Published on September 8th, 2014 | by Janet Kurasz0
The Second Harvest
Over the past few years, I have focused more energy on vegetable gardening. My interest, like so many, began with a few pots of herbs on the patio and then expanded to including some choice vegetables in amongst the flowers in the ornamental gardens. Eventually, I had containers of tomatoes, barrels of herbs, radishes and leaf lettuce. It seems funny, in hindsight; why didn’t I just build a vegetable garden? Well, that takes time and like so many, I just kept putting it off. Finally, we decided the time had come to install a “proper” vegetable garden. We did our research on various styles of garden and with limited space, decided on the “square foot garden” design. In our case, we created four, 4’ x 4’ gardens contained within a raised bed protected by a barrier of wire fencing to keep out the wildlife. Because we are on a well, with limited water resources, we needed to install a rain collection system which we did by capturing rain water from our house and storing it in a 1000 litre container.
Growing one’s own vegetables and herbs is a rewarding activity: beyond the obvious appreciation of fresh produce, there is the knowledge of the effort that went into the planning, sowing/planting and nurturing; and the absence of pesticides which we now know plays a major role in our health and susceptibility to various chronic illnesses. If one of the goals is to provide fresh, organic food then ideally this food will provide for the entire year. In our climate, that does present challenges. Of course, potatoes and carrots will store for several months, legumes can be blanched and frozen; while tomatoes and cucumbers can be preserved in a variety of ways. Too often we think of vegetable gardens as a summer activity, but there are vegetables that can be grown in the fall, right up to frost.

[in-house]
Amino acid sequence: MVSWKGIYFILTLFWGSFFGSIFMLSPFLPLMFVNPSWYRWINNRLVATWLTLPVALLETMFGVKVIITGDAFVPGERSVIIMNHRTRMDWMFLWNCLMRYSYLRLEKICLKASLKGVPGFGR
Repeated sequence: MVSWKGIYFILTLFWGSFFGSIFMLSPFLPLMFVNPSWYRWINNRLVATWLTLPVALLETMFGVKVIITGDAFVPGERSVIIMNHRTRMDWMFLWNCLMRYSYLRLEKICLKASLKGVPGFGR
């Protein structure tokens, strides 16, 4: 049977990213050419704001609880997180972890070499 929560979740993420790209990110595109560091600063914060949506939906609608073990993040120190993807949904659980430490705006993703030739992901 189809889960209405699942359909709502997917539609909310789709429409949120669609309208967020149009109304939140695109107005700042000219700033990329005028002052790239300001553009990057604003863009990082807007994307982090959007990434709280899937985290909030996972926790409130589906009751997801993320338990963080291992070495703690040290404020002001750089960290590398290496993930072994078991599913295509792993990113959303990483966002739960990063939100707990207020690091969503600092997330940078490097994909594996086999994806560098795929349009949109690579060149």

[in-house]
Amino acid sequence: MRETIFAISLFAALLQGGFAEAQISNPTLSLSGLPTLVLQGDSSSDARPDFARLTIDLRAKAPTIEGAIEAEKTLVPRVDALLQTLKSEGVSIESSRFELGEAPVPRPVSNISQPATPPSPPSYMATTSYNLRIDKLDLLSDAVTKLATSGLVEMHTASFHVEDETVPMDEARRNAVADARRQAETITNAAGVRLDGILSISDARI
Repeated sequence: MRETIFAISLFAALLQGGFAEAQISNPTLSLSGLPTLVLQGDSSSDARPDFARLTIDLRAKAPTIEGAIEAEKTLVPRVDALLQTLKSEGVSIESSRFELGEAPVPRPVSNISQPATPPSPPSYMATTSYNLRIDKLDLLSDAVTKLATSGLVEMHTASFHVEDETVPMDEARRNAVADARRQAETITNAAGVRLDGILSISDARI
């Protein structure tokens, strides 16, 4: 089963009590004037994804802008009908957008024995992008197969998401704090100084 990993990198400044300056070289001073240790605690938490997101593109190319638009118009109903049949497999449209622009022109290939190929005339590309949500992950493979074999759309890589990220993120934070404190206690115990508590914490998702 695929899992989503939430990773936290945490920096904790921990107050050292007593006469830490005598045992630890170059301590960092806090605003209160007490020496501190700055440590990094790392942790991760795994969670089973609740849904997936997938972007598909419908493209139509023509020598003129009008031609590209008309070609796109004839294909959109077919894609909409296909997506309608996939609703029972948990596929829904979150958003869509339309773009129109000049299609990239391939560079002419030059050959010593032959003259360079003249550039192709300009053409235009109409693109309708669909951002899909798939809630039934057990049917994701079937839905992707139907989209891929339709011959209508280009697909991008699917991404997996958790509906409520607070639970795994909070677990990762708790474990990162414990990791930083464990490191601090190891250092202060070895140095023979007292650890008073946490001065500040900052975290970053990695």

Extending the gardening season with a second harvest can dramatically increase the yield and allow you to enjoy fresh vegetables into fall and winter. Fall gardening is often easier since there are less pests, and less watering required in cooler weather.
Seeds of beets, carrots, chard, leaf lettuce, radishes and spinach can be sown and broccoli and cabbage transplants (seedlings) can be planted as late as the end August.
Many herbs are perennial, coming back year after year. Sage, thyme, hyssop, catnip, caraway, chamomile, mint, oregano, lemon balm, horseradish and lavender come to mind. Watch out for the mint which can become invasive! Drying herbs is a relatively easy process. Air drying herbs is not only the easiest and least expensive way to dry fresh herbs, but this slow drying process also doesn’t deplete the herbs of their oils. This process works best with herbs that don’t have high moisture content such as Bay, Dill, Marjoram, Oregano, Rosemary, Thyme and Sage.
The ABCs of life, is about getting back to the basics and finding a foundation to build a life upon. The basics, in my opinion, is the simplest approach to living; there is nothing more basic than growing your own food.